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Sunday, February 04, 2018

My Hands, Her Hands...

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I haven’t stopped smiling since I arrived in Ocala, Florida on Thursday afternoon.

You see, I spent a remarkable few hours (not long enough!) in possession of a very special featherweight sewing machine.

Not that the machine itself was out-of-the-ordinary by any means.

It wasn’t rare, or even in exceptional condition, the decals in the front having been worn off through years of sewing.

So what made it so special?

Read on, my friends, read on!

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Serial number from the underside.

On November 22nd, 1946 there were 20,000 Singer model 221 Featherweights commissioned into production.  TWENTY THOUSAND.

No, the model isn’t rare, the condition of the machine isn’t “museum quality” or “mint.”

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The foot pedal shows years of continuous use.

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Goodies from the box!

Wooden spools, some wound with more than one color of thread as if saved for sewing on buttons or mending.  A set of bobbins wound in various colors of thread.  A tube of Singer motor lubricant decades old.

And that marker tag.

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I was sewing on Frances Bavier’s (Aunt Bee’s) Featherweight!

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Oh my goodness!  How I loved Aunt Bee!

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Newspaper from the 1990 auction.

Click image to enlarge and read.

“You can by a velvet Elvis portrait anywhere” states the article, “but only this weekend could you get a great deal on Aunt Bee’s rake.”

Or her Featherweight as it turns out! 

Sometimes life treats you to unexpected experiences and you have a hard time explaining the why, the how you ended up face to face with them. Yet, there they are.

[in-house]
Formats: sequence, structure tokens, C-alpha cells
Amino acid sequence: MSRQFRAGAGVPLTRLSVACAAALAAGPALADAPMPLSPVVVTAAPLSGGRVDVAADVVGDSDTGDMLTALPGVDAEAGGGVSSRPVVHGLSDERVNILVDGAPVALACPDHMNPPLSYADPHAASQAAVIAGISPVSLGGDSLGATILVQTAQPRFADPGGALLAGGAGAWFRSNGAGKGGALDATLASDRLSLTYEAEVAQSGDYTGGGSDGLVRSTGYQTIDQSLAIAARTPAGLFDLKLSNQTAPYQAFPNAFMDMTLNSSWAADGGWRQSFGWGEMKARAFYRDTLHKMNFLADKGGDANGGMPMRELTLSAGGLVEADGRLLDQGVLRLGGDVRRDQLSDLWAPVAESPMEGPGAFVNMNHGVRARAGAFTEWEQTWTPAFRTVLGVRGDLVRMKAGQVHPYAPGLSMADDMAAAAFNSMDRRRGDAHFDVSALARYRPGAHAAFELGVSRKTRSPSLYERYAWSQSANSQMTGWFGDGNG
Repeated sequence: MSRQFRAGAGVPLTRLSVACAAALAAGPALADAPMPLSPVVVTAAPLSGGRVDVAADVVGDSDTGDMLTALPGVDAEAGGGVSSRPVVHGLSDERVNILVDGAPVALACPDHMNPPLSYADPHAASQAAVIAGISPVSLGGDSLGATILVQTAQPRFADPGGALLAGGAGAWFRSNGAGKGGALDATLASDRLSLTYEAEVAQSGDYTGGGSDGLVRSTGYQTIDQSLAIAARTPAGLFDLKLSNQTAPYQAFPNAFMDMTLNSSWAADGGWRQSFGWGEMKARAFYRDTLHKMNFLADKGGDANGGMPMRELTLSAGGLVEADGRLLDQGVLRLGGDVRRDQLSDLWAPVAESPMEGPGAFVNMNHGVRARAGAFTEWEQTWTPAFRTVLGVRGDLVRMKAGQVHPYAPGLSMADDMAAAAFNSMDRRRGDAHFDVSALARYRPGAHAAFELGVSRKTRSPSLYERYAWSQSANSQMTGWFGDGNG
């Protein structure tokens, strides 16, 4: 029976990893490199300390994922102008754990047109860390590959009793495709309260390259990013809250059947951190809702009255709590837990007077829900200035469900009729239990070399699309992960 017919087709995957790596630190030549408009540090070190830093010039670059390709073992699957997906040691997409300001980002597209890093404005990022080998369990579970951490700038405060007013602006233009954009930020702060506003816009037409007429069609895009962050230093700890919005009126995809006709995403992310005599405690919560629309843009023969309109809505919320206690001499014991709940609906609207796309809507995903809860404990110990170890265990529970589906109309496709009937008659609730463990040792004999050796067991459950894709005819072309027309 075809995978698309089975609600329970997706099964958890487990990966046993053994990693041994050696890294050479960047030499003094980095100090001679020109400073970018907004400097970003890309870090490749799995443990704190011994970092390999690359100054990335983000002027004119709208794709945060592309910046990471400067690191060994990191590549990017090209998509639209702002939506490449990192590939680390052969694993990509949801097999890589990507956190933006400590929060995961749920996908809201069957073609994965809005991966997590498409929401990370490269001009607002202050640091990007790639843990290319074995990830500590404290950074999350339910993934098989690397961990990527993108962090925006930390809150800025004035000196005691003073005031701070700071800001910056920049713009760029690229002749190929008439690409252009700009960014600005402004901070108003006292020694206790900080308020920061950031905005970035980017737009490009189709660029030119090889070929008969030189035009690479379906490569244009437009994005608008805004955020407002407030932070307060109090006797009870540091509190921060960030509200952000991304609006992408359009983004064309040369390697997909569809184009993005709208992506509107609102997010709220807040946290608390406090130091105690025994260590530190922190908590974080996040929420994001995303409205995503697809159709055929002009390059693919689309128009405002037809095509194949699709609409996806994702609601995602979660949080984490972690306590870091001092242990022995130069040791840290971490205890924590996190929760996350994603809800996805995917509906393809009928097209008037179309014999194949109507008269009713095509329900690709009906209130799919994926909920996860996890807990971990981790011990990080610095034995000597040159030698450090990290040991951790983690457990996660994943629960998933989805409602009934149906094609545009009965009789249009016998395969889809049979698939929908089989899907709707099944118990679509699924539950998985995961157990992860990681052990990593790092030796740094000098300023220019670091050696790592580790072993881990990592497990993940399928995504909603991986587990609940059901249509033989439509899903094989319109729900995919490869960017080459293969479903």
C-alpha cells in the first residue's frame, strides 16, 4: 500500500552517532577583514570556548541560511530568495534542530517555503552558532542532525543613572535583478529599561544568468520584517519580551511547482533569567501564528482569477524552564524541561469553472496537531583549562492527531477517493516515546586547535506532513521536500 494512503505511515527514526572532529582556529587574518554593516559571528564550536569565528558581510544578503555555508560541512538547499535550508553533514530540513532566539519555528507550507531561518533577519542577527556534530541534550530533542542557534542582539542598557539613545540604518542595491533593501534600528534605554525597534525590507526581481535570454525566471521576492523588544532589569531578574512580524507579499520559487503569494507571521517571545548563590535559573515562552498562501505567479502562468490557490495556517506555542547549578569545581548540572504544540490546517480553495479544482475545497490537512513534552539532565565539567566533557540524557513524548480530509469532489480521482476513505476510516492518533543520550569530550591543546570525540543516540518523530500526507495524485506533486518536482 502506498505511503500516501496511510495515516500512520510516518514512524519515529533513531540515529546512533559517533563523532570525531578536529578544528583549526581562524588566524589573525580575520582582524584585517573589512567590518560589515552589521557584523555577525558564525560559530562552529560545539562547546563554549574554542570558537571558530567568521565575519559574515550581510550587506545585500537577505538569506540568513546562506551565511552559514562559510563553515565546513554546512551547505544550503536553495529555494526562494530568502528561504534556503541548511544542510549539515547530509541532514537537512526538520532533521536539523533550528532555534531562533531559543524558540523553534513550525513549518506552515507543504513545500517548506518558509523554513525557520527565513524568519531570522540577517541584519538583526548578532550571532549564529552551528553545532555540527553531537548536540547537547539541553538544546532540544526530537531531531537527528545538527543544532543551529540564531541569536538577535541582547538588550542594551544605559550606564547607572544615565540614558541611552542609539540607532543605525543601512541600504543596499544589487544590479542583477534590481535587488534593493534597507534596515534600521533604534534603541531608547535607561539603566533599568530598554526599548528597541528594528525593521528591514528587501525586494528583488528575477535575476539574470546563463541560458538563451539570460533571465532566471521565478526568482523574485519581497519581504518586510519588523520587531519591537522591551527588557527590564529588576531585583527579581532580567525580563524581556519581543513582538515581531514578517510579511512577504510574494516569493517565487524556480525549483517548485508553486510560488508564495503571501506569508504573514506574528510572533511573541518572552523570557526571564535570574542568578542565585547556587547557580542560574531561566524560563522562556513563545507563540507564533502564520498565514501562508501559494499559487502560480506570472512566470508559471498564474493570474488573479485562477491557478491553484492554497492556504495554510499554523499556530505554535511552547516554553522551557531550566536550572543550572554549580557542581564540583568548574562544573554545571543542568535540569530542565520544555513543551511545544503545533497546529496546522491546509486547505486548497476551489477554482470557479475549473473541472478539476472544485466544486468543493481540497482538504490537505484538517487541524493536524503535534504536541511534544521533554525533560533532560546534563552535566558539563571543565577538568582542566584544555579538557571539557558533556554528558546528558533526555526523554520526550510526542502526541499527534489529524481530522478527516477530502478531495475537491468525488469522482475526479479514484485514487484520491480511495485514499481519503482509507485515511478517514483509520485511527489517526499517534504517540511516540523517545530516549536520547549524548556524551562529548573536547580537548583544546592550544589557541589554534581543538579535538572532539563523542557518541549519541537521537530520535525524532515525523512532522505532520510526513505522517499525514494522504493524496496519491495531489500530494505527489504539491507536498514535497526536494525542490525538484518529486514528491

When Karen asked if I'd like to borrow a featherweight for my hotel room stay while in Ocala I never expected that I'd be placing my hands on the machine formerly belonging to the woman known as Aunt Bee - Frances Bavier.

After her passing, her estate was auctioned off and the machine changed hands a couple of times before ending up with Karen.

Everything has been documented and she brought me her poster board with the link directly to Frances.


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Travel lamp by Daylight.

As I plugged the machine in and wound a bobbin I was nearly shaking with emotions I could not explain.

My foot on the well-worn foot pedal, a place where Frances placed her own foot as she sewed for pleasure.


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Click image to enlarge and read.

Mayberry was patterned after Mt Airy, NC – an easy 45 minute drive up the road from me.  Mt Pilot in the show is Pilot Mountain that I drive by every time I head up highway 52 going north.

I loved the Andy Griffith Show when I was growing up, and we still catch it from time to time.  That was when TV was good.  Non-violent, not graphic, no moral issues or language issues, just good and clean family fun.